A little knowledge is a dangerous thing and it is never more evident than when it comes to the very real consequence of buying into conspiracy theories. The latest example comes from The Netherlands. The Dutch authorities have banned several products containing dangerous radioactive material, including a pendant that is supposed to stop the “harm” from 5G technology.
Radioactivity and radioactive materials are not inherently bad or dangerous. Bananas are famously radioactive and so are we humans, simply by breathing, drinking, and eating in a world that is slightly radioactive. The crucial factor is the dose. And this is why the Authority for Nuclear Safety And Radiation Protection of The Netherlands (ANVS) got involved. The Anti-5G pendant and nine other products marketed as "negative-ion", including jewelry and a sleep mask, contain radioactive materials that could cause harm over time if worn continuously. On the other hand, the largest study investigating the health effects of 5G found it to be safe.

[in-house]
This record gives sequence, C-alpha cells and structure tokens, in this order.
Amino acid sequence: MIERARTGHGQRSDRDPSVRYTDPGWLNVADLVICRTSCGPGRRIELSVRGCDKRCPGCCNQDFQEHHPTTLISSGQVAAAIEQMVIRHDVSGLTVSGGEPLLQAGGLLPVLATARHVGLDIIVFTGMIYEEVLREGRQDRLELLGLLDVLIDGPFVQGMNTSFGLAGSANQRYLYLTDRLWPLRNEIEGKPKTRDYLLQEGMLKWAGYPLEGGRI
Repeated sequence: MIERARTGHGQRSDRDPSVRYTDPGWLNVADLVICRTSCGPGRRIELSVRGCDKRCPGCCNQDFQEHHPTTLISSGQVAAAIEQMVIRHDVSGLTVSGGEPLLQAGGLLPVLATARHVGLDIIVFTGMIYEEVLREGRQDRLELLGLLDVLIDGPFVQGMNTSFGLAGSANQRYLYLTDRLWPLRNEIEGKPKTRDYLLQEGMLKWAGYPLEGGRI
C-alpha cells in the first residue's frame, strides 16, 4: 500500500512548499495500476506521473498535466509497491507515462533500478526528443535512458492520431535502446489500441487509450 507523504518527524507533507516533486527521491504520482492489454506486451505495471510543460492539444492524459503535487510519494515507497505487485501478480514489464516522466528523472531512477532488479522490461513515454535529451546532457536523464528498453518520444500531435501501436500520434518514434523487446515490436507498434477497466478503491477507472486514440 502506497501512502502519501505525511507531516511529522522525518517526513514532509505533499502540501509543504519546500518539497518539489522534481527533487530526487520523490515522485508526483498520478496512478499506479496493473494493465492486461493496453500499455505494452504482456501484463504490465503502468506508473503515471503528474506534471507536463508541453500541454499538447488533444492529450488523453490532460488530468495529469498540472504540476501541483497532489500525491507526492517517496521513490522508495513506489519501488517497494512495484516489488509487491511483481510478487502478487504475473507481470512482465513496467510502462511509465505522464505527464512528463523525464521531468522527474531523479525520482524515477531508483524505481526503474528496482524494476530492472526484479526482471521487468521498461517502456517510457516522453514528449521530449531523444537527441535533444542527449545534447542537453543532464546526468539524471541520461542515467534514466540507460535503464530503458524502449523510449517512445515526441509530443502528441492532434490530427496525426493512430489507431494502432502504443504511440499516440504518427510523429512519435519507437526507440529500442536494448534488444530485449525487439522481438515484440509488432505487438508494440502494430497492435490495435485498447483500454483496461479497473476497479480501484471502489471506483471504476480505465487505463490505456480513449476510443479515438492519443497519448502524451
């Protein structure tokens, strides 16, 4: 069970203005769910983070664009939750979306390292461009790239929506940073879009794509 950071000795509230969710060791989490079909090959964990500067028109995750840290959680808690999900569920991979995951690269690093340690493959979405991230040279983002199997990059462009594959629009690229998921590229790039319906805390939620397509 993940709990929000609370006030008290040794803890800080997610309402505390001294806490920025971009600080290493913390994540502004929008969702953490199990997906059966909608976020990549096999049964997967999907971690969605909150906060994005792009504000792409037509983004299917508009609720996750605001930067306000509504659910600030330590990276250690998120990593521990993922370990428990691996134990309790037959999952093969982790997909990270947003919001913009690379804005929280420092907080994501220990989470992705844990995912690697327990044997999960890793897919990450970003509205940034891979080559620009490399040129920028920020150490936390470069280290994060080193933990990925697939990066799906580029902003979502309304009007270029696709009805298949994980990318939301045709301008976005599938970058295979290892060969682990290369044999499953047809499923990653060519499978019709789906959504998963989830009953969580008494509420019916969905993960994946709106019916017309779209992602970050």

“A study commissioned by the ANVS and carried out by the Netherlands’ National Institute for Public Health and the Environment (RIVM) has revealed that these specific products emit ionizing radiation. The level of radiation measured is low and risk of health problems is low too. However, it cannot be completely ruled out that wearing these products continuously for an extended period may prove harmful to your health in the long term,” a statement on the ANVS website reads.
“The ANVS has informed all known vendors of these products in the Netherlands that their sale is prohibited and that they must stop trading in these products immediately.”
People owning a "negative ion effect" product are advised to store it away safely and contact the ANVS.
Conspiracy theorists against 5G have found fertile ground in the anti-vaxxer communities, linking the roll-out of the new communication technology to the COVID-19 pandemic and then to the vaccines. In May 2020, telecom workers were attacked and 5G towers were set alight in the UK following the spread of conspiracy stories on social media.